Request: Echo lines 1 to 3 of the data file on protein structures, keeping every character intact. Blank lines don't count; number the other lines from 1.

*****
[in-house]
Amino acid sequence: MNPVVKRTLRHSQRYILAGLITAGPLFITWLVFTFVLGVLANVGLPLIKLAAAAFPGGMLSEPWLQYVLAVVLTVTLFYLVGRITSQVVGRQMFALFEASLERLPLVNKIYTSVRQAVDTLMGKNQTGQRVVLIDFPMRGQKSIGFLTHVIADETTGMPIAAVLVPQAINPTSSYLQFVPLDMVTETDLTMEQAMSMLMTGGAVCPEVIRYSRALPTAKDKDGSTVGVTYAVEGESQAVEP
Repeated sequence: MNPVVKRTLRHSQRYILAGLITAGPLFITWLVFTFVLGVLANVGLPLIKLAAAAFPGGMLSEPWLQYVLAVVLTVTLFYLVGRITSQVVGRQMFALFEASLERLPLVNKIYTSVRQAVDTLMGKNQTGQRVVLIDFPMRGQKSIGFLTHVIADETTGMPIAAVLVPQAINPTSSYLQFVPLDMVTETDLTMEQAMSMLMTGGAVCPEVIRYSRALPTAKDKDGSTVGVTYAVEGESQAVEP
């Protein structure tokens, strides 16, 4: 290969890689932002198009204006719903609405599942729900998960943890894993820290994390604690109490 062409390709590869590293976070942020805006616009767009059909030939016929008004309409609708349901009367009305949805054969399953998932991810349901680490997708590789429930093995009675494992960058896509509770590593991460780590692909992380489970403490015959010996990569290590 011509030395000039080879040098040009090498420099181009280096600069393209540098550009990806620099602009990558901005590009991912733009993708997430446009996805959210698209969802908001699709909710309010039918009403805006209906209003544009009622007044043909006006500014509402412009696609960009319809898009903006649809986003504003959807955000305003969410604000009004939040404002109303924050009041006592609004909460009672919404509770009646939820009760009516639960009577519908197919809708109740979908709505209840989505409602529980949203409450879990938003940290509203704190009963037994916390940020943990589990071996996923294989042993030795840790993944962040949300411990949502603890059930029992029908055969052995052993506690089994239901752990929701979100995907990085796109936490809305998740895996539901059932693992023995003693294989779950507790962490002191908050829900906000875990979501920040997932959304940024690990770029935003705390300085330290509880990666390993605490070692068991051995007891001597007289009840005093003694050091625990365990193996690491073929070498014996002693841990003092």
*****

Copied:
[in-house]
Amino acid sequence: MNPVVKRTLRHSQRYILAGLITAGPLFITWLVFTFVLGVLANVGLPLIKLAAAAFPGGMLSEPWLQYVLAVVLTVTLFYLVGRITSQVVGRQMFALFEASLERLPLVNKIYTSVRQAVDTLMGKNQTGQRVVLIDFPMRGQKSIGFLTHVIADETTGMPIAAVLVPQAINPTSSYLQFVPLDMVTETDLTMEQAMSMLMTGGAVCPEVIRYSRALPTAKDKDGSTVGVTYAVEGESQAVEP
Repeated sequence: MNPVVKRTLRHSQRYILAGLITAGPLFITWLVFTFVLGVLANVGLPLIKLAAAAFPGGMLSEPWLQYVLAVVLTVTLFYLVGRITSQVVGRQMFALFEASLERLPLVNKIYTSVRQAVDTLMGKNQTGQRVVLIDFPMRGQKSIGFLTHVIADETTGMPIAAVLVPQAINPTSSYLQFVPLDMVTETDLTMEQAMSMLMTGGAVCPEVIRYSRALPTAKDKDGSTVGVTYAVEGESQAVEP